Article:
Joanne: I have stacks of failed paintings. Often leading to new ideas. A great example is once I turned the robot on to paint and then went outside on a run, when I returned, I realized that I had forgotten to toggle on the action to clean the brush between colors. So the robot mixed all the colors together and the painting came out almost black with thick brush strokes. I had an open studio last year and people loved this example and actually preferred the one I created by “mistake”.
The one on the left is the intended painting, compared to the right is where Joanne forgot to include the command to clean the paint brush between colors. Joanne’s machine learning abstracts where she uses two classifiers - one to select the composition and an untrained one to suggest what object they could be. More on this project here.
WHAT DO YOU THINK CONSTITUTES GOOD ROBOT ART?
Joanne: At the beginning of this work I used my Instagram account (@paintingvariables) where I posted all the robot paintings and did not disclose that the art is done by a robot to see the audience’s reaction. I had an idea that I could train classifier to understand what “good or bad” art was based on the number of likes I get for each picture. I quickly realized this is not a proper experiment because the platform is more in control of what people see and the more I posted the more likes I got. Reverting back to traditional standards, I became the critic and started to categorize the paintings myself with my own preferences. Since the code generates so many good paintings I often focus on the question, “Would I use paint and time on this?”
WHAT ABOUT PRICING? DO YOU PRICE THE ART DIFFERENT FROM HOW YOU WOULD PRICE THE ORIGINALS?
Joanne: I actually don’t think about robot art as different from human art because it’s really just another tool that I use to create, I value the art similarly. Therefore, I usually price by square inch like any other artwork I create, but the bigger challenge is getting validation on what’s considered good.
BEYOND PRICING, WHAT IS THE VALUE OF COMPUTER OR ROBOT ART IN YOUR OPINION?
Joanne: To the artist I think it’s super valuable because in order to teach the robot, the artist has to understand how she paints down to a granular level, each decision is deliberate. It also allows artists to iterate on more ideas and test out color palettes much faster.
I do have a fear though that people would think it’s less valuable if the art is made by a robot, but to me it’s not personified, it’s more around the question, “Why does the artist have to hold the brush?”
SO EVEN THOUGH YOU’VE PROGRAMMED A ROBOT THAT CAN DO SUCH GREAT WORK, IT SOUNDS LIKE YOU’D AGREE WITH THE PEOPLE THAT THINK CREATIVITY AND ART IS PROBABLY THE ONE THING THAT ROBOTS CAN’T REPLACE HUMANS IN DOING?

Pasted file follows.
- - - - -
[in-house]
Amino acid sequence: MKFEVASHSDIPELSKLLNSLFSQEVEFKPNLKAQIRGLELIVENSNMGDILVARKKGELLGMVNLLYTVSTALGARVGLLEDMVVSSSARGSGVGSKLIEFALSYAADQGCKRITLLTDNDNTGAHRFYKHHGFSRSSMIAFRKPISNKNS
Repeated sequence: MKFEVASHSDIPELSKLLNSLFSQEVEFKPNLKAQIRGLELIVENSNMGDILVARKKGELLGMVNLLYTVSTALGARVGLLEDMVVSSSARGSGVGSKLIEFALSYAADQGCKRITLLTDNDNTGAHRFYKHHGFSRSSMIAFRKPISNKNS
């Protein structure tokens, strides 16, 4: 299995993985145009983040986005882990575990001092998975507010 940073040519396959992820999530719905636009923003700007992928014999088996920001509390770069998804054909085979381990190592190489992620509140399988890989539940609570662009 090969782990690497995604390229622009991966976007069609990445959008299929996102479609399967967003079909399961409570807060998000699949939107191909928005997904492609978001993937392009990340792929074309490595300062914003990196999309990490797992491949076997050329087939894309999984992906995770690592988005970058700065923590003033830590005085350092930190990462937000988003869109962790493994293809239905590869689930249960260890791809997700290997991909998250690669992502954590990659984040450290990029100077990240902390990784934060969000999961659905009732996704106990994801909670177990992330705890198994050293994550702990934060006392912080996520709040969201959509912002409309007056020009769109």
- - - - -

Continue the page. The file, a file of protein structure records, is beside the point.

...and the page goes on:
Joanne: That’s right, I don’t think robots can replace artists if people just understood how much work is required to get the robot to paint. The creativity is all based on my inputs, so the work that a robot creates is very artist dependant.
I think it’s unfortunate how society has traditionally split arts and technology to two separate domains. More artists would benefit from learning about technology if they aren’t intimidated by it. It is hard for art and art galleries to survive if they don’t embrace technology.
I COMPLETELY AGREE THAT A TREND THAT WE CAN’T IGNORE IS THAT DISCIPLINES CAN NO LONGER BE INNOVATIVE BY STAYING IN THEIR OWN LANES. WE SEE MORE AND MORE INTERDISCIPLINARY COLLABORATIONS OR ARTISTS WHO ARE ALSO TECHNOLOGISTS.
LOOKING AHEAD TO THE FUTURE, WHAT’S NEXT FOR YOU?
WHERE DO YOU SEE THE TECHNOLOGY GOING AND WHAT IS THE WILDEST DREAM THAT YOU CAN IMAGINE NOW WITH THE WORK YOU DO?
Joanne: It has definitely been an iterative process, I now have a new 7DOF robot (seven degrees of freedom) that allows for more flexibility of movement and more positions. I am interested in getting the robot to mix its own colors as I currently do it manually. If it can mix its own colors this can open up a lot more possibilities to painting representational.
Where else can I replace myself in the process? Can I get it to swap brushes (I currently do this manually) or make judgement calls as it is painting with a vision system? I frequently get invited to show my robot at conferences and events, so I wonder can the viewer interact with the robot with a set of parameters? I have other ideas such as can an artist paint in the moment on location with a more portable tablet that informs a robot that is painting in the studio? What if the robot can be mobile in the studio to have even more reach…
I have often said I’d love to have it help me paint large wall murals.
In December 2014, Joanne attended a three week Art Residency in Graniti Sicily. During her stay she was to paint a mural in the town.
A new robotic arm Joanne just acquired that allows more flexibility in how the paint brush is held.
Joanne and I with the adorable parrot Larry in the studio.
Thank you Joanne for sharing your art with us
This interview was conducted by
Marketing & Business Consultant focused on merging tech with arts and culture. Harvard MBA. Sandy writes about business, technology, the arts & life.